Nearly 90 per cent of Canadians aged 18 to 29 feel their parents had an easier time buying a home or starting a family, according to a new poll examining economic pessimism among young people.
The Macdonald-Laurier Institute says it gathered opinions from 1,509 young Canadians last month who were born or went to school in this country. According to the Ottawa-based think tank, less than 40 per cent expect to top their parents' standard of living. Only 25 per cent believe the economy will improve in the next five years, and 34 per cent expect to see their earnings increase.
The findings come amid rising fears of a recession in some of the world's largest economies, including Canada's, as central banks raise borrowing costs in a bid to tamp down inflation. While housing prices have cooled in some of the country's hottest real estate markets, affordability remains a challenge for many potential buyers.
The Macdonald-Laurier Institute found 86 per cent of respondents believe their parents faced fewer obstacles when buying homes and starting families. According to the poll, only half see home ownership as an achievable goal.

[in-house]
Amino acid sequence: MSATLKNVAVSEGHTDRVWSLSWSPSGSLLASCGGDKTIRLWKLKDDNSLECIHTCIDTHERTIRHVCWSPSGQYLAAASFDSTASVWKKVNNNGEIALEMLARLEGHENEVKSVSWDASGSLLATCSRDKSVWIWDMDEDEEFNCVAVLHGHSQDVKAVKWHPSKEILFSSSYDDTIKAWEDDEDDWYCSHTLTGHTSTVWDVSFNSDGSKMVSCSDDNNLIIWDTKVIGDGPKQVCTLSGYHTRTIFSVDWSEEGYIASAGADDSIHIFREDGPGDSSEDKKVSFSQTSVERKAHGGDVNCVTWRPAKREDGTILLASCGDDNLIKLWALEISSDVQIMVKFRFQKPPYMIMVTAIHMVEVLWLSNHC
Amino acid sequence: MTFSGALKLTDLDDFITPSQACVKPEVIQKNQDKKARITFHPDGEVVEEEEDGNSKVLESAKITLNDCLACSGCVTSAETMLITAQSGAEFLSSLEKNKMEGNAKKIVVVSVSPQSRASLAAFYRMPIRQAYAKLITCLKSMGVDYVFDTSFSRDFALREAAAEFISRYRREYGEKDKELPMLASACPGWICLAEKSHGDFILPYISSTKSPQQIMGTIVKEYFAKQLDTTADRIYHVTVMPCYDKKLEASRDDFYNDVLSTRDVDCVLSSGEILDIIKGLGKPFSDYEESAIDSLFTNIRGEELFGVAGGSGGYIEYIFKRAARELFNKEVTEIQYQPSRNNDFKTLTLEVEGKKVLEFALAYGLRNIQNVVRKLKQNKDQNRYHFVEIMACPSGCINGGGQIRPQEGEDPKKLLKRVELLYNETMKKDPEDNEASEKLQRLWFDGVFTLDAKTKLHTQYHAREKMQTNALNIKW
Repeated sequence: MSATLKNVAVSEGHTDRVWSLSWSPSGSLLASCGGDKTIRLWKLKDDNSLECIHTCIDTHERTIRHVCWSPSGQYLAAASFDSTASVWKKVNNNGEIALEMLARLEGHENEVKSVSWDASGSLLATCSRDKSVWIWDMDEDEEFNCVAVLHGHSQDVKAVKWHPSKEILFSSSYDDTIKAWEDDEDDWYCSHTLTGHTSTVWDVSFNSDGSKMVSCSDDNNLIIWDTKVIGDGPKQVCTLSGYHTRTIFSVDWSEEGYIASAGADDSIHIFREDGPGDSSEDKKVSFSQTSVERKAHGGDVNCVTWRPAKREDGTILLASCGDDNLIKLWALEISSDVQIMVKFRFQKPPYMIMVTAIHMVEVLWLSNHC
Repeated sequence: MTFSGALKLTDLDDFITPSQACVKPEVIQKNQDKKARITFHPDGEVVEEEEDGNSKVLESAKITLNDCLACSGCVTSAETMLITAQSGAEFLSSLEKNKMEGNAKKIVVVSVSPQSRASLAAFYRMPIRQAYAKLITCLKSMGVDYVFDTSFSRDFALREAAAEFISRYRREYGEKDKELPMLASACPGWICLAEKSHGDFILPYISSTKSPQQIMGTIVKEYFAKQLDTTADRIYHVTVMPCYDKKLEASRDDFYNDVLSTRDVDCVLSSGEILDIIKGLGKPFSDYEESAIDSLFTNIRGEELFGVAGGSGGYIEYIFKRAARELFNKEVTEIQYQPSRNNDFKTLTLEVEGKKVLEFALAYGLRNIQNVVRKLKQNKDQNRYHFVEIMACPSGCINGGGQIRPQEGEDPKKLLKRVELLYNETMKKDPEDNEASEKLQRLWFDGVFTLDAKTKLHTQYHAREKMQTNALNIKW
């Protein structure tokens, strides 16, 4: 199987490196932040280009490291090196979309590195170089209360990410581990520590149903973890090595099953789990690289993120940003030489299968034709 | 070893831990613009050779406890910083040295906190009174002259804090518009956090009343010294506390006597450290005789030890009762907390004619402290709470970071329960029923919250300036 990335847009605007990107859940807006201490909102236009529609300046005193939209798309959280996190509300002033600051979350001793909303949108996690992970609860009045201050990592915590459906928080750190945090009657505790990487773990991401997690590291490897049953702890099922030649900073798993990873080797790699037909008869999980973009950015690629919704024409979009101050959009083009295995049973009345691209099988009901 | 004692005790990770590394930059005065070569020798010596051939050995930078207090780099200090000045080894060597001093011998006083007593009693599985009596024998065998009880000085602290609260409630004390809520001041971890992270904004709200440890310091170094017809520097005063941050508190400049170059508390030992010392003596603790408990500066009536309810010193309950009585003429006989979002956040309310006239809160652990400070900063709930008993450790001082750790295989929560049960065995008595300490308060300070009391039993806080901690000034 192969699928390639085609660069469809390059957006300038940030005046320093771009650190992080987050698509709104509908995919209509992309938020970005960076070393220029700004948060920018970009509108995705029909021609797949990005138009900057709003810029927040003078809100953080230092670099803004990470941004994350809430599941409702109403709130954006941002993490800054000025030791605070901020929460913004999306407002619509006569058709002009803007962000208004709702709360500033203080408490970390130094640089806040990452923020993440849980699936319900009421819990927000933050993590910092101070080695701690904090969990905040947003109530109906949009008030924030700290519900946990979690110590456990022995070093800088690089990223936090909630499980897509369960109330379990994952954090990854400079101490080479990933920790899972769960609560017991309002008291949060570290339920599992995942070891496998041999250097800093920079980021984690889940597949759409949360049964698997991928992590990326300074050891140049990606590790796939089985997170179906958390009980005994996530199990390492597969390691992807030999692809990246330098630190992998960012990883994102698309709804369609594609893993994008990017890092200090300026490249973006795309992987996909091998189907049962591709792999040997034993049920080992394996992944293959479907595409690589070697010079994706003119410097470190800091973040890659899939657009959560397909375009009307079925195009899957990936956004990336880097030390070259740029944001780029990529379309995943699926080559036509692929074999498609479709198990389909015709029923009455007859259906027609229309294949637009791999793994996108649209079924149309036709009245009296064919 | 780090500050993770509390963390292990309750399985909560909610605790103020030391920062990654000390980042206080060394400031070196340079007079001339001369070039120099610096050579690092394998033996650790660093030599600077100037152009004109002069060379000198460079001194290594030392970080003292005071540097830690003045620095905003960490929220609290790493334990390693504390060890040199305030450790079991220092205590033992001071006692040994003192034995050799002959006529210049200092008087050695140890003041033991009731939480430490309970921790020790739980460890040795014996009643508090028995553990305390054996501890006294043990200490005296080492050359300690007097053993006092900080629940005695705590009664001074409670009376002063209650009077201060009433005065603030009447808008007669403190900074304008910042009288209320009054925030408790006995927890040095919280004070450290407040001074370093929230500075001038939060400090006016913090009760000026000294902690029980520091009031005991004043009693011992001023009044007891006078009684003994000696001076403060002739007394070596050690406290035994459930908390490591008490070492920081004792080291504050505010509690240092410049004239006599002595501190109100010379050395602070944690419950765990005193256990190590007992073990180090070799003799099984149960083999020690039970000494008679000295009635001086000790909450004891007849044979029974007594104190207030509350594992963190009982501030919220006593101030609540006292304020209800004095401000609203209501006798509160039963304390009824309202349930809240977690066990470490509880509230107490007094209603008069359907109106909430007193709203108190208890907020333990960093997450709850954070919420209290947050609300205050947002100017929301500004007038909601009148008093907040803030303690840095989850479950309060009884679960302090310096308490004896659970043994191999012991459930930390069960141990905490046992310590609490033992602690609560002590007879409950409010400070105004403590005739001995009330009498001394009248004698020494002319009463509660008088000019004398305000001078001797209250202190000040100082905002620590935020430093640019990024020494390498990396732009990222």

"The deck is clearly stacked against young Canadians on many metrics," Macdonald-Laurier Institute policy consultant Blair Gibbs, and domestic policy program director Aaron Wudrick, wrote in commentary accompanying the poll.
Earlier this month, Royal LePage Real Estate Services polled Canadian millennials, aged 26 to 41. The results show 62 per cent of respondents under the age of 35 believe they will own a home one day, compared to 56 per cent of those aged 35 and up.
In June, a poll by Chartered Professional Accountants Canada found that just 21 per cent of non-homeowner respondents believe it is very likely they will own a home one day, and 29 per cent said it is somewhat likely.
Jeff Lagerquist is a senior reporter at Yahoo Finance Canada. Follow him on Twitter @jefflagerquist.